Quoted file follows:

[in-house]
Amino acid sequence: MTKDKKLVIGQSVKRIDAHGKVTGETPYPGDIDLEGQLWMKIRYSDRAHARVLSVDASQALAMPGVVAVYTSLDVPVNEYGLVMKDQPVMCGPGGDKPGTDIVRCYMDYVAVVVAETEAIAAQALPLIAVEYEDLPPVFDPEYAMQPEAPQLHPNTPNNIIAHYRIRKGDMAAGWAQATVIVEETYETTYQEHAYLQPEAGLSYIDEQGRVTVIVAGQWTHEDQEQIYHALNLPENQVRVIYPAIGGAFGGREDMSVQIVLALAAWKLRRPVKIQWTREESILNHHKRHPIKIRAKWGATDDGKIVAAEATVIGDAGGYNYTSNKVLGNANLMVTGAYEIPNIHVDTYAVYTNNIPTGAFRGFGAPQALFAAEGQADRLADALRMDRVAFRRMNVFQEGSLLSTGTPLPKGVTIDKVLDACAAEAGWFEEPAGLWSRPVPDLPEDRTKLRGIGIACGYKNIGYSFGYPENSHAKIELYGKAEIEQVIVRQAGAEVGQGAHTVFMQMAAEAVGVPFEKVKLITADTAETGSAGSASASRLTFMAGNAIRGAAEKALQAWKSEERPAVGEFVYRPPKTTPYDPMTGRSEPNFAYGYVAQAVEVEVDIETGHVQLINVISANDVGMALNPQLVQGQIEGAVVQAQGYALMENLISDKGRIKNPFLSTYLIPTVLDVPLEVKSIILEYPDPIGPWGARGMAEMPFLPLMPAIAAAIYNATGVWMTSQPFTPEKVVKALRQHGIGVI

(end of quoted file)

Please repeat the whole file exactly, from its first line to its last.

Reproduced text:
[in-house]
Amino acid sequence: MTKDKKLVIGQSVKRIDAHGKVTGETPYPGDIDLEGQLWMKIRYSDRAHARVLSVDASQALAMPGVVAVYTSLDVPVNEYGLVMKDQPVMCGPGGDKPGTDIVRCYMDYVAVVVAETEAIAAQALPLIAVEYEDLPPVFDPEYAMQPEAPQLHPNTPNNIIAHYRIRKGDMAAGWAQATVIVEETYETTYQEHAYLQPEAGLSYIDEQGRVTVIVAGQWTHEDQEQIYHALNLPENQVRVIYPAIGGAFGGREDMSVQIVLALAAWKLRRPVKIQWTREESILNHHKRHPIKIRAKWGATDDGKIVAAEATVIGDAGGYNYTSNKVLGNANLMVTGAYEIPNIHVDTYAVYTNNIPTGAFRGFGAPQALFAAEGQADRLADALRMDRVAFRRMNVFQEGSLLSTGTPLPKGVTIDKVLDACAAEAGWFEEPAGLWSRPVPDLPEDRTKLRGIGIACGYKNIGYSFGYPENSHAKIELYGKAEIEQVIVRQAGAEVGQGAHTVFMQMAAEAVGVPFEKVKLITADTAETGSAGSASASRLTFMAGNAIRGAAEKALQAWKSEERPAVGEFVYRPPKTTPYDPMTGRSEPNFAYGYVAQAVEVEVDIETGHVQLINVISANDVGMALNPQLVQGQIEGAVVQAQGYALMENLISDKGRIKNPFLSTYLIPTVLDVPLEVKSIILEYPDPIGPWGARGMAEMPFLPLMPAIAAAIYNATGVWMTSQPFTPEKVVKALRQHGIGVI